An iron rod is a length of iron that is mainly used in heavy construction projects. Reinforced concrete is intertwined with iron rods, also called rebar, to strengthen the tension of the build. An iron rod can be purchased with or without a ribbed design. Construction-grade iron rods are primarily used in construction or building projects, but a wrought-iron rod can be used in various types of decorative art projects.
Iron is one of the 92 basic elements that are considered "natural," meaning they're not manmade; iron is identified by the symbol "Fe" and has an atomic number of 26. It is hardly ever found in a pure iron form, though there have been pure iron meteorites found. Iron is usually mined in the form of an oxidized or sulfide form of iron ore. The iron ore has to go through a process of reduction to be transformed into a pure metallic state. This reduction process basically takes the oxygen out of the ore and makes it pure.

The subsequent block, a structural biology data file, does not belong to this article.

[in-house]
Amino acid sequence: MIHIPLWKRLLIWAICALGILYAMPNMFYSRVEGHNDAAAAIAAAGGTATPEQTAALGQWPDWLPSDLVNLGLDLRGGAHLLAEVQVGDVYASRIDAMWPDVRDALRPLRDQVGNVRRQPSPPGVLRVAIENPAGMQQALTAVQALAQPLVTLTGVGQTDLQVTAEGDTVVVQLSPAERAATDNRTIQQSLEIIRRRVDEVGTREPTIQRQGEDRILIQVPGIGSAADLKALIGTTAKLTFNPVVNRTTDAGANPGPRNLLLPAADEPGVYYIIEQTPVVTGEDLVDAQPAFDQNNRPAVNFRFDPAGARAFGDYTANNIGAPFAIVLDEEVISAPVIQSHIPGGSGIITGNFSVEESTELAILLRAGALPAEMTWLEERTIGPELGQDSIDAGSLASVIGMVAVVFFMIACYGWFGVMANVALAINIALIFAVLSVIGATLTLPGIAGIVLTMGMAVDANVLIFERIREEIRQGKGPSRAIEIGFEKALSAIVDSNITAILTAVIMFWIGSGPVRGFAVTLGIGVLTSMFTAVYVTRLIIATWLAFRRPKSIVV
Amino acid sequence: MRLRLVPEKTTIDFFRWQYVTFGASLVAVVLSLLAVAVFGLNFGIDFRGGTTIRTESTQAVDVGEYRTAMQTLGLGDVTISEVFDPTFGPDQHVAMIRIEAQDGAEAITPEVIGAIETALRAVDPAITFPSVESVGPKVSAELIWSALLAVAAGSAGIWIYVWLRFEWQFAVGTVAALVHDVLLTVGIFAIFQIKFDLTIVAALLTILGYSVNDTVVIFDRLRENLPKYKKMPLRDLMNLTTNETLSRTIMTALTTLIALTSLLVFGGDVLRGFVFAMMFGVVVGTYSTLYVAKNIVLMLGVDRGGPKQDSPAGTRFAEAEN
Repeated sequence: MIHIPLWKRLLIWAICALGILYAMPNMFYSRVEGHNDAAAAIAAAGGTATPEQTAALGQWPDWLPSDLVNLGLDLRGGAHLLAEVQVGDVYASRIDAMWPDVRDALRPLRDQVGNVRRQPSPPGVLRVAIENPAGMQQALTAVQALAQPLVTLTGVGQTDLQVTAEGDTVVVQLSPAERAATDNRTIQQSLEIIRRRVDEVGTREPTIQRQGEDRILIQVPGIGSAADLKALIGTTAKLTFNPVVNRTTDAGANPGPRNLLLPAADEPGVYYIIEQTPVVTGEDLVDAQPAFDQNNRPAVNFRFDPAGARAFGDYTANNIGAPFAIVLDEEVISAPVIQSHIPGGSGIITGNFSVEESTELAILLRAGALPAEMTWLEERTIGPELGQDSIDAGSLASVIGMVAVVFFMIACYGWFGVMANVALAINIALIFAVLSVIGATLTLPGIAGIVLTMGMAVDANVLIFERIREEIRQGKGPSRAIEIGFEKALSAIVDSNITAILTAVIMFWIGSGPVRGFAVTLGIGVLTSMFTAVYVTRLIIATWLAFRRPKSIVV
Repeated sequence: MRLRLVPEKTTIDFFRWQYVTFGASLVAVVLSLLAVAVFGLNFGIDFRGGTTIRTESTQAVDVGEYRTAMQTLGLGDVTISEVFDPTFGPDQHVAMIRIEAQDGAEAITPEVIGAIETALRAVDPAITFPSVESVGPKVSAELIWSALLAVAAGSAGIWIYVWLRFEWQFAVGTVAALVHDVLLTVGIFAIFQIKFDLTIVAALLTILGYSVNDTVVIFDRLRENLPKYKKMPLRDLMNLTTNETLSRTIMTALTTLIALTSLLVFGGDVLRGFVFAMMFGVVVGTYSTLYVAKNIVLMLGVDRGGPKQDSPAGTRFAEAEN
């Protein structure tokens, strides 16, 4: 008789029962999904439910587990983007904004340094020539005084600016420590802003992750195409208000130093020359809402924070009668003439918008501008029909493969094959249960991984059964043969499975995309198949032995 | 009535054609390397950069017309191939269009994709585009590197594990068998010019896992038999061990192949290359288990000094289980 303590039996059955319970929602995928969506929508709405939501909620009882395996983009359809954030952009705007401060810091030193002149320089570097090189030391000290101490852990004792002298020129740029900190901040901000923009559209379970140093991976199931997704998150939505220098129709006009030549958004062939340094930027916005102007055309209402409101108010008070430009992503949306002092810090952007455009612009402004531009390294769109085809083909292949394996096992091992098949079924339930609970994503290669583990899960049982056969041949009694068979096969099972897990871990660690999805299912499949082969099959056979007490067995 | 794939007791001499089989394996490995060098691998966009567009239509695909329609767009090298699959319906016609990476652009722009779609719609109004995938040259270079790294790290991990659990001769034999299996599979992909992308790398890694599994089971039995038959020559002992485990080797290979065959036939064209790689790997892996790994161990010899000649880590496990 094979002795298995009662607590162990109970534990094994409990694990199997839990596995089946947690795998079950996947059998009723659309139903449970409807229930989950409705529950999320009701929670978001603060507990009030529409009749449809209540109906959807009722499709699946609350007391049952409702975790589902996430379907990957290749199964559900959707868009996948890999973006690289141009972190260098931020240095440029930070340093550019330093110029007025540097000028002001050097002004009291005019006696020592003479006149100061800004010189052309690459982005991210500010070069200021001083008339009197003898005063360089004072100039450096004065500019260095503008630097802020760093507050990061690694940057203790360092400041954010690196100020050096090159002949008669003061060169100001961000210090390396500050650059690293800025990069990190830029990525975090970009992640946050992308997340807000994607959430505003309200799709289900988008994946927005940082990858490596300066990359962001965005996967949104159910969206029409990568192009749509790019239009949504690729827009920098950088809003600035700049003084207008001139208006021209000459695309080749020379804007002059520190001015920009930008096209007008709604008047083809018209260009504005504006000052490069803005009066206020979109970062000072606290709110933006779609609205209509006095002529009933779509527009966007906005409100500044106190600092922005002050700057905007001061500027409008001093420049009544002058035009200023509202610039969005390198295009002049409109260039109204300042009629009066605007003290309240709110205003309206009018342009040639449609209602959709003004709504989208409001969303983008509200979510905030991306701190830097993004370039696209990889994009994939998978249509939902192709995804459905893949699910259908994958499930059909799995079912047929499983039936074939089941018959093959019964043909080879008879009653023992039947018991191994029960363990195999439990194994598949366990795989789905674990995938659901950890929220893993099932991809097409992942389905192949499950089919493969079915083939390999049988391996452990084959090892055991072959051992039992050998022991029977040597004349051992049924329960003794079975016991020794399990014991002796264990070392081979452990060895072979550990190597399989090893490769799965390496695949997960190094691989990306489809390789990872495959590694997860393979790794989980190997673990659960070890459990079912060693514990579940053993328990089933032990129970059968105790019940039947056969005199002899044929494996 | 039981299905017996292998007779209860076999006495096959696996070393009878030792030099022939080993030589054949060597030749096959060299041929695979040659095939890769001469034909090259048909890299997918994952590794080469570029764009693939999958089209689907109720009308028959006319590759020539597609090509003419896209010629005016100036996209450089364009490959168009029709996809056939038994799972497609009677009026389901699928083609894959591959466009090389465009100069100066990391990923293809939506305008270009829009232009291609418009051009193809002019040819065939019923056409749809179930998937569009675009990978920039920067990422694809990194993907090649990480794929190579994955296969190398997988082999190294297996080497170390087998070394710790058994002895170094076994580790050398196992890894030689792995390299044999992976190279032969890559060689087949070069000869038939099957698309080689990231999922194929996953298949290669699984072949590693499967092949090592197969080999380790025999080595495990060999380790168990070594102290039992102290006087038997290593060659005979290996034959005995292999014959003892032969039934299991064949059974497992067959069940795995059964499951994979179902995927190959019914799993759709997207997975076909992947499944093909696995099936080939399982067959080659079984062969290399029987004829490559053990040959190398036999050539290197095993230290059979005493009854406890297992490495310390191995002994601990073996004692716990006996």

Wrought iron is a fibrous metal that is soft and easily worked. It has a grainy look, almost like wood. The word "wrought" basically means “worked.” Blacksmithing is a form of iron and steel work that uses what is called a forging process. Forging is started by heating the wrought-iron rod or steel and then working it with a hammer and other tools to bend, cut and flatten the iron rod to a desired shape.
Wrought iron is produced by using a process known as smelting. The operation of smelting involves heating the iron ore with charcoal. At a proper temperature, the charcoal mixes with the oxygen and rises out of the iron as a gas. The remaining iron and slag are then removed while still hot. They are worked with a hammer, which works the iron into a consistent mass and forces out the slag.
Wrought iron is so expensive to produce that it is no longer made on a large scale; true wrought iron is now primarily used in conservation to keep historical sites authentic, and the iron is formed from recycled scrap. Most items considered wrought iron in the early 21st century are actually made of mild steel. It is still called wrought iron because it is still worked by hand. Before the switch to mild steel, wrought iron was used to make nails, rivets, chains, nuts, bolts and ornamental ironwork.